“I've been on the low, I been taking my time I feel like I'm out of my mind It feels like my life ain't mine (who can relate? woo) I've been on the low, I been taking my time I feel like I'm out of my mind It feels like my life ain't mine, I don't wanna be alive, I don't wanna be alive, I just wanna die today, I just wanna die and let me tell you why”
These are lyrics sang by Sir Robert Bryson Hall II or the rap artist known as Logic. The song "1-800-283-8255 (National Suicide Prevention Lifeline)," detail the story of a person in suicidal crisis who calls the Lifeline and finds hope through the support of a Lifeline crisis counselor. This song started a movement throughout the rap community about suicide. It focused on bringing awareness to suicide, depression, and anxiety.
September is Suicide Prevention and Awareness Month. William Beaumont Army Medical Center Department of Behavioral Health stresses this month's importance. One of the first steps toward combatting suicide is to recognize the warning signs.
"Suicide is a public health concern where the active duty population has experienced an unprecedented burden due to fear of seeking help. Raising awareness enables the Army to cultivate an environment that allows Soldiers to speak more comfortably regarding thoughts related to suicide. Additionally this allows for collaboration in our formations and helps to reduce stigma associated with suicide," said 1st Lt. Marlon Dortch, treatment manager, Family Advocacy Program.
According to the American Foundation for Suicide Prevention (AFSP), suicide is the 10th leading cause of death in the nation, and in 2018 there were an estimated 1.4 million suicide attempts.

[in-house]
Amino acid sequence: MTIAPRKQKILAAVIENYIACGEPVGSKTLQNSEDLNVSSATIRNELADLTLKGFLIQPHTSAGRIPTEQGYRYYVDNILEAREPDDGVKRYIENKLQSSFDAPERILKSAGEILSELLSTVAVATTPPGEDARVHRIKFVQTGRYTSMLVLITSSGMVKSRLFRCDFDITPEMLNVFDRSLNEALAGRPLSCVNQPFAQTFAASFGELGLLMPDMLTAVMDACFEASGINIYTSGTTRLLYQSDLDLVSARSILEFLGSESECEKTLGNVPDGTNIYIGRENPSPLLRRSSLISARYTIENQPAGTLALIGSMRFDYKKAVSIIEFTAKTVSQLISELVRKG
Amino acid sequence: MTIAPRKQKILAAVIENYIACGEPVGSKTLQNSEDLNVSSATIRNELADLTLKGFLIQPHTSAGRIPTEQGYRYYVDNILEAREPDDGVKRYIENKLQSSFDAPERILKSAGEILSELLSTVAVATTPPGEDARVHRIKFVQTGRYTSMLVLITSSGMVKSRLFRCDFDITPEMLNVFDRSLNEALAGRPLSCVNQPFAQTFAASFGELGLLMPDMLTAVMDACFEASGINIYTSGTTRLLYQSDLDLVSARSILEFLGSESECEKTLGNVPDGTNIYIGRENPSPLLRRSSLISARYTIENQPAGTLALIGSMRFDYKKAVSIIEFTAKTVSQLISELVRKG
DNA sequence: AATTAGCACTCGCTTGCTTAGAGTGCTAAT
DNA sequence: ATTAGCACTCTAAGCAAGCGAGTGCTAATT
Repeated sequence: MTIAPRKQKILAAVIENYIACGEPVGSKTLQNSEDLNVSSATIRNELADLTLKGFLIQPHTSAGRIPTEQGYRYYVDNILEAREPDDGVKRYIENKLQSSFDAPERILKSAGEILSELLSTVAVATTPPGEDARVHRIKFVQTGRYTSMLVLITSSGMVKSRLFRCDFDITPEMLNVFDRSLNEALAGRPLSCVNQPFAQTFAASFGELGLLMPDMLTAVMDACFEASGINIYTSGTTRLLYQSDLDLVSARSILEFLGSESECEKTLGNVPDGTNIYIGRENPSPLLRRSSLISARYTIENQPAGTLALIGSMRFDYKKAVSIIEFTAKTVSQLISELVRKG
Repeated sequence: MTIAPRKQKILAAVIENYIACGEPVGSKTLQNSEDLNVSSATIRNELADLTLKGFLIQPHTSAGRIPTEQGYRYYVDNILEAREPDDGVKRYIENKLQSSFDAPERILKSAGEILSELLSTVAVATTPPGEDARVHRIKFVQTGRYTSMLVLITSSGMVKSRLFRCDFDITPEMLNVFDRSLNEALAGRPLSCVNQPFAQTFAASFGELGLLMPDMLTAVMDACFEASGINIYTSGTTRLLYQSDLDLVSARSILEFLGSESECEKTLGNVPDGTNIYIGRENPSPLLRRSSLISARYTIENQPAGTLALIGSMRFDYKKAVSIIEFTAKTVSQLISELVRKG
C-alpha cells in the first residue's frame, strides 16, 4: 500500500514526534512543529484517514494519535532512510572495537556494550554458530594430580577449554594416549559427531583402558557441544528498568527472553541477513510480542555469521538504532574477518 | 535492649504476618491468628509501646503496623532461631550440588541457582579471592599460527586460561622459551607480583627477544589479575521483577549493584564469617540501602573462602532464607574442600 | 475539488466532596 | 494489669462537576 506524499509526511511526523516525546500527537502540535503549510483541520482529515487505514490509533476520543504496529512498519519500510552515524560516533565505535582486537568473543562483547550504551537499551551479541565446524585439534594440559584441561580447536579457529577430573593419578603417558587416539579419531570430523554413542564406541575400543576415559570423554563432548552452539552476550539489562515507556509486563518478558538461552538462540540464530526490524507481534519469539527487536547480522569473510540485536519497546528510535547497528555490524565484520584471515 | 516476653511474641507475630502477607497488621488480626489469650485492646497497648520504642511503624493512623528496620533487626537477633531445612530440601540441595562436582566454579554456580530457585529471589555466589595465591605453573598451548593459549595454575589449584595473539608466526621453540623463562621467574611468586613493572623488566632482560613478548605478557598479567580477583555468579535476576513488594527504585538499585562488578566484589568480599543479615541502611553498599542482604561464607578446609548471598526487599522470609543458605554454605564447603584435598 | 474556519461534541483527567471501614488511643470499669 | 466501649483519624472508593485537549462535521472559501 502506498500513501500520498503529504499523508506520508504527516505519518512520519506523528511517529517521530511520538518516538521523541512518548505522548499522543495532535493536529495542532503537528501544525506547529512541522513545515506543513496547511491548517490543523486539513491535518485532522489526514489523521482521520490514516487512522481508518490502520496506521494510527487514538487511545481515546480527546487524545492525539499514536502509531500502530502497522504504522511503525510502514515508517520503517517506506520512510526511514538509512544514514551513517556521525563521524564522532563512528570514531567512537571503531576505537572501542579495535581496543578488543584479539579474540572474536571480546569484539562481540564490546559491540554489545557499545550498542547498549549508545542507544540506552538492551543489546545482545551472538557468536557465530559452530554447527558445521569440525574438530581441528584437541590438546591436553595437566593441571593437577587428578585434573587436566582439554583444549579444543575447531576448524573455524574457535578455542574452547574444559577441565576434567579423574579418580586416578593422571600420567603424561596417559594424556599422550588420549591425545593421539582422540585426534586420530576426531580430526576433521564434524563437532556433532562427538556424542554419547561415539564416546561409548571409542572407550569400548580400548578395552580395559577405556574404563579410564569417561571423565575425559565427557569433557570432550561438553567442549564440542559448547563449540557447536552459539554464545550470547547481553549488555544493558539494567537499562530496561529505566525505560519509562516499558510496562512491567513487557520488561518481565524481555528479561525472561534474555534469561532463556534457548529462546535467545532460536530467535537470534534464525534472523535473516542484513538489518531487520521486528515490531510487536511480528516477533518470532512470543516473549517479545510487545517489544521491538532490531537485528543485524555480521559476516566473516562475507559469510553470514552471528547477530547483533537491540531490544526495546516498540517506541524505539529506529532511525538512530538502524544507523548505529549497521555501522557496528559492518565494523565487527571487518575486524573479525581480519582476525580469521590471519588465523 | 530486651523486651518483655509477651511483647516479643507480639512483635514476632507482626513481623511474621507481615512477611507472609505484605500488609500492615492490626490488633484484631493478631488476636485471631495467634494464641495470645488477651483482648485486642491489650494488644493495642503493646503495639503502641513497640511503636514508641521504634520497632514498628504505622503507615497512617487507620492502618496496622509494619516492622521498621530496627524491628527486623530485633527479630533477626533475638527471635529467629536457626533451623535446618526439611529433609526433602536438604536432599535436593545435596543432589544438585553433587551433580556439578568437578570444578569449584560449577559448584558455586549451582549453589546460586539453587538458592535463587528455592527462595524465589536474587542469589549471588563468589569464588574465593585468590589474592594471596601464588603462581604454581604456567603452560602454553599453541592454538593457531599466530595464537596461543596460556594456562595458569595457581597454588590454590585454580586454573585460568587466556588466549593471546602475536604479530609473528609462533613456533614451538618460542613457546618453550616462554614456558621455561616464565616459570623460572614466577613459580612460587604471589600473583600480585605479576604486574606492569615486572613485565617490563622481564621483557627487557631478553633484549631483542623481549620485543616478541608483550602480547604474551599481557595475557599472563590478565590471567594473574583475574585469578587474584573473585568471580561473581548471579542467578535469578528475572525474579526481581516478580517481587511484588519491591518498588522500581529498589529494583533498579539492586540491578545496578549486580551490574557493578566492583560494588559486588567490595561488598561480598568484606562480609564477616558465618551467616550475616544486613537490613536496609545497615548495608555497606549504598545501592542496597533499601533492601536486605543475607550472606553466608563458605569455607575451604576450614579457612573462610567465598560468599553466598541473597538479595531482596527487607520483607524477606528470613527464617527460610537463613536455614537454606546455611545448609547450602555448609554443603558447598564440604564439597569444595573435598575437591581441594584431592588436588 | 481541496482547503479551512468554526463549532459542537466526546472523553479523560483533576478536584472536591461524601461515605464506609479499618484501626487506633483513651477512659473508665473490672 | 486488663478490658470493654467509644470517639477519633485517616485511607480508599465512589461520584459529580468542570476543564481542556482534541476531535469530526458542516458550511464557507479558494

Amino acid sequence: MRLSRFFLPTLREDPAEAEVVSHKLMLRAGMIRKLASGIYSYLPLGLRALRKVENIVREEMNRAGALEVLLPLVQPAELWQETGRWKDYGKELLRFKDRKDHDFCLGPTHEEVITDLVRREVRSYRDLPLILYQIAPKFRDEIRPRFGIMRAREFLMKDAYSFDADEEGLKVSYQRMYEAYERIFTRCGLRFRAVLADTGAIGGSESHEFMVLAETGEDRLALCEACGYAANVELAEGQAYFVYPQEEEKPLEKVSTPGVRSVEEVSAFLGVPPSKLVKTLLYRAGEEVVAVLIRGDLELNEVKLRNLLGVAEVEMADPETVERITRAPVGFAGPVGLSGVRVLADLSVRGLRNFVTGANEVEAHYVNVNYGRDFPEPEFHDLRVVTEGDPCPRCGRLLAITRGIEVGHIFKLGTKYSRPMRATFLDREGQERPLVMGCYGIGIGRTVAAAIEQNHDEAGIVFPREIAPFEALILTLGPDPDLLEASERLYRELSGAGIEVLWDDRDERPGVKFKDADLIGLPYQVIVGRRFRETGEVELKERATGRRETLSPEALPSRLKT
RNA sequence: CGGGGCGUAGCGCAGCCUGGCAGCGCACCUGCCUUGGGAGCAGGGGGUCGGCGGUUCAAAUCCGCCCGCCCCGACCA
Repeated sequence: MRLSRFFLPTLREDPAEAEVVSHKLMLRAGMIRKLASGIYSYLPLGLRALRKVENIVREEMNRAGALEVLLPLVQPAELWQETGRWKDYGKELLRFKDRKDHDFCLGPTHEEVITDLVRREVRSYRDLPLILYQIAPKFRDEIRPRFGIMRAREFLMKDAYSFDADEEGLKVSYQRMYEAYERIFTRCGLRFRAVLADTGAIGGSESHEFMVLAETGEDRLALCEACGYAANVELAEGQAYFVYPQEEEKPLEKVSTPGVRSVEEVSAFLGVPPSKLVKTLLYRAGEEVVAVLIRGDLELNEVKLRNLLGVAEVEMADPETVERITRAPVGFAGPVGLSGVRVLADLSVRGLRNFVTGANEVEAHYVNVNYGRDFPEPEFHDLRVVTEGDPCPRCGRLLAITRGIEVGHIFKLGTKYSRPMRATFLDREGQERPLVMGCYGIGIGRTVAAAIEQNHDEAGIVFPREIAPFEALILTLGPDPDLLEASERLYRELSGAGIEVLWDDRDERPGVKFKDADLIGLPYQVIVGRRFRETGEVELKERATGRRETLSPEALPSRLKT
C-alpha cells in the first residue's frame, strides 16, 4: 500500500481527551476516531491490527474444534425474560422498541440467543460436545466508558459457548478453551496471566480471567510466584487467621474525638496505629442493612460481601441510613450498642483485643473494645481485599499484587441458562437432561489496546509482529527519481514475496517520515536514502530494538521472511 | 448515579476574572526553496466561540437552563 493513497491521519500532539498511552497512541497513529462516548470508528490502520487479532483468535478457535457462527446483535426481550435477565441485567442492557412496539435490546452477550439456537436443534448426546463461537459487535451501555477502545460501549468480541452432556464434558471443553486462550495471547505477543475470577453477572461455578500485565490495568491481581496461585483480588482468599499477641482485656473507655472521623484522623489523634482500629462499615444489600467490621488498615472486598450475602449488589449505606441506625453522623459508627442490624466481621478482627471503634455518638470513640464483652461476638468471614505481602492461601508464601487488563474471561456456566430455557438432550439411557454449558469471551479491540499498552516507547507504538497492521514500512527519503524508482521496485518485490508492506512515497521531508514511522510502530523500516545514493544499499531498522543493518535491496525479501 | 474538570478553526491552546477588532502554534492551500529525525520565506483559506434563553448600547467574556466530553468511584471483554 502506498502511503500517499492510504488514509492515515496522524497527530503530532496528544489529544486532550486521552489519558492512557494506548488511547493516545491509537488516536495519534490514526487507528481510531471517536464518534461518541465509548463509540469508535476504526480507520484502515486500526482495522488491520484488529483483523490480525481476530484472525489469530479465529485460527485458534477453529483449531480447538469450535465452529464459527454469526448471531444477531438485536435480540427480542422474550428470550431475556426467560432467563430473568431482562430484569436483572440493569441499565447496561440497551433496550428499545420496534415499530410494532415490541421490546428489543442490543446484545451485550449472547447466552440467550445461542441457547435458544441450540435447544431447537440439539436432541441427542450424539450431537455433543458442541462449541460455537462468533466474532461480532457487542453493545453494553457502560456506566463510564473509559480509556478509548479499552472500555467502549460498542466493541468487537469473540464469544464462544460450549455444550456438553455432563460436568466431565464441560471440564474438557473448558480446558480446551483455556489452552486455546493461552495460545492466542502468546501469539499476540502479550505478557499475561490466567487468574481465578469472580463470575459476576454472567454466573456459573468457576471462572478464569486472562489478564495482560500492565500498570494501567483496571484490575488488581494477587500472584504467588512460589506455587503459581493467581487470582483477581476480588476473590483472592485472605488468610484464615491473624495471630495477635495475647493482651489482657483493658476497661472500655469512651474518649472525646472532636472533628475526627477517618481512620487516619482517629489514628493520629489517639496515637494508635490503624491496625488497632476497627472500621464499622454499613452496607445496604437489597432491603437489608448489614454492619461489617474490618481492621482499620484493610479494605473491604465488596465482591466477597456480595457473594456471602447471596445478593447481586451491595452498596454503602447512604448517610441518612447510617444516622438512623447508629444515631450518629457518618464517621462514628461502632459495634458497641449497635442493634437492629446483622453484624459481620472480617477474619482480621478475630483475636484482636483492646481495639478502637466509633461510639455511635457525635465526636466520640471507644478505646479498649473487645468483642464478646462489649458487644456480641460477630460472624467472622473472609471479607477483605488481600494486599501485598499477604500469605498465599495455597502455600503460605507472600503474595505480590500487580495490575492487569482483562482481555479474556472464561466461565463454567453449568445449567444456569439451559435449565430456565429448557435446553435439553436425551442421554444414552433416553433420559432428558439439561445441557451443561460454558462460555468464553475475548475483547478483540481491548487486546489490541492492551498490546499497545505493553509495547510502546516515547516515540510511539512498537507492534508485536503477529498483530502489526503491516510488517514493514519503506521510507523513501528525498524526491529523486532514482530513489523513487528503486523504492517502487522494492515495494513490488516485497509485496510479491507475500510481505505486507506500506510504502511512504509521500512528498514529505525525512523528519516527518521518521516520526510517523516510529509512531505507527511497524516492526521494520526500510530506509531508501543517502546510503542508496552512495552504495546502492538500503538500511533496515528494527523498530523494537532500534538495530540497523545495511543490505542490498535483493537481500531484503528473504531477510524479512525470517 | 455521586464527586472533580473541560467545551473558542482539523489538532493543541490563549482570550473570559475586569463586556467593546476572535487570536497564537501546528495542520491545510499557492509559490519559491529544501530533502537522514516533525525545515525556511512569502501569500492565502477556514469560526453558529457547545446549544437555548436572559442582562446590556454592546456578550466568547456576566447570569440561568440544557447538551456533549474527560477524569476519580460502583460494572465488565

Dortch said we combat suicide by reducing stigma through education and shifting the culture by encouraging and supporting help-seeking behaviors. Seeking behavioral health care when we begin to feel anxious or depressed helps minimize suicide risk. It allows for appropriate treatment and management of symptoms. While suicide is complex, it is vital to recognize changing behaviors to help formations to seek behavioral health care early before their symptoms worsen.
Programs like ACE Suicide Intervention assist the Army with training and Prevention. The ACE program is a three-hour training that gives Soldiers the skills and knowledge to intervene with those at risk for suicide.
"The Army's approved suicide prevention and awareness training model is ACE - Ask, Care, Escort. If you believe someone is suicidal, the best method is to ask them directly if they are having thoughts of suicide. Care can be demonstrated by offering a listening ear and non-judgmental support during challenging times. If you believe someone is actively suicidal and/or expressing thoughts of harming themselves, escort them to their assigned Embedded Behavioral Health Clinic, to the WBAMC Emergency Room, or dial 911," said Dortch